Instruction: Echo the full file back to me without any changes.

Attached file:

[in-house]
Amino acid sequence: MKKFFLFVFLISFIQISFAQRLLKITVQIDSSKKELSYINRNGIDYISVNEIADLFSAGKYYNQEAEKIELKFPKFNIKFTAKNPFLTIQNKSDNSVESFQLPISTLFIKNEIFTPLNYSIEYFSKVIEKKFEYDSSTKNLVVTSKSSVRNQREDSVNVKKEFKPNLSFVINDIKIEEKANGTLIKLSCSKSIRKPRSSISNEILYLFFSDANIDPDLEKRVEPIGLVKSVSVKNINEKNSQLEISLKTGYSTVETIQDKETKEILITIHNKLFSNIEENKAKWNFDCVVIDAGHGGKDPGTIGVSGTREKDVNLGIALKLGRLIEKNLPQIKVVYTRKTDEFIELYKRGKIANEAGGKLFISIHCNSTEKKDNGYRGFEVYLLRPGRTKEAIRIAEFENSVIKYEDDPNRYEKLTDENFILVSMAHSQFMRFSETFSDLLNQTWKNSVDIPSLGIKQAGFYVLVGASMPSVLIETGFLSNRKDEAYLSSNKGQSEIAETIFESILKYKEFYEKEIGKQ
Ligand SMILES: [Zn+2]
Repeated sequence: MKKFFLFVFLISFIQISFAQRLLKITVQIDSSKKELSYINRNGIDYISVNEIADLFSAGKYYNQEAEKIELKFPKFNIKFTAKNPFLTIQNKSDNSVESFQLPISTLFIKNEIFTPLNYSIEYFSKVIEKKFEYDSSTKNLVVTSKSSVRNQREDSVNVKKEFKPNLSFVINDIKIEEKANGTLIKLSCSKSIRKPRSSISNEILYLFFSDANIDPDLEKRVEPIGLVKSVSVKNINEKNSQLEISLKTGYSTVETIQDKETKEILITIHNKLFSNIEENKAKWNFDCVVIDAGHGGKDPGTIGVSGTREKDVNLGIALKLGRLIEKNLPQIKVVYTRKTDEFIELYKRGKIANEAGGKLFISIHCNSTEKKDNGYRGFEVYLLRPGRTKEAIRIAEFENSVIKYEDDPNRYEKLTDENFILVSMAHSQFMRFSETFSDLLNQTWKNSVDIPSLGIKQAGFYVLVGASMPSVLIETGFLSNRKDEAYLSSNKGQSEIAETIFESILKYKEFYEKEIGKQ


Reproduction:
[in-house]
Amino acid sequence: MKKFFLFVFLISFIQISFAQRLLKITVQIDSSKKELSYINRNGIDYISVNEIADLFSAGKYYNQEAEKIELKFPKFNIKFTAKNPFLTIQNKSDNSVESFQLPISTLFIKNEIFTPLNYSIEYFSKVIEKKFEYDSSTKNLVVTSKSSVRNQREDSVNVKKEFKPNLSFVINDIKIEEKANGTLIKLSCSKSIRKPRSSISNEILYLFFSDANIDPDLEKRVEPIGLVKSVSVKNINEKNSQLEISLKTGYSTVETIQDKETKEILITIHNKLFSNIEENKAKWNFDCVVIDAGHGGKDPGTIGVSGTREKDVNLGIALKLGRLIEKNLPQIKVVYTRKTDEFIELYKRGKIANEAGGKLFISIHCNSTEKKDNGYRGFEVYLLRPGRTKEAIRIAEFENSVIKYEDDPNRYEKLTDENFILVSMAHSQFMRFSETFSDLLNQTWKNSVDIPSLGIKQAGFYVLVGASMPSVLIETGFLSNRKDEAYLSSNKGQSEIAETIFESILKYKEFYEKEIGKQ
Ligand SMILES: [Zn+2]
Repeated sequence: MKKFFLFVFLISFIQISFAQRLLKITVQIDSSKKELSYINRNGIDYISVNEIADLFSAGKYYNQEAEKIELKFPKFNIKFTAKNPFLTIQNKSDNSVESFQLPISTLFIKNEIFTPLNYSIEYFSKVIEKKFEYDSSTKNLVVTSKSSVRNQREDSVNVKKEFKPNLSFVINDIKIEEKANGTLIKLSCSKSIRKPRSSISNEILYLFFSDANIDPDLEKRVEPIGLVKSVSVKNINEKNSQLEISLKTGYSTVETIQDKETKEILITIHNKLFSNIEENKAKWNFDCVVIDAGHGGKDPGTIGVSGTREKDVNLGIALKLGRLIEKNLPQIKVVYTRKTDEFIELYKRGKIANEAGGKLFISIHCNSTEKKDNGYRGFEVYLLRPGRTKEAIRIAEFENSVIKYEDDPNRYEKLTDENFILVSMAHSQFMRFSETFSDLLNQTWKNSVDIPSLGIKQAGFYVLVGASMPSVLIETGFLSNRKDEAYLSSNKGQSEIAETIFESILKYKEFYEKEIGKQ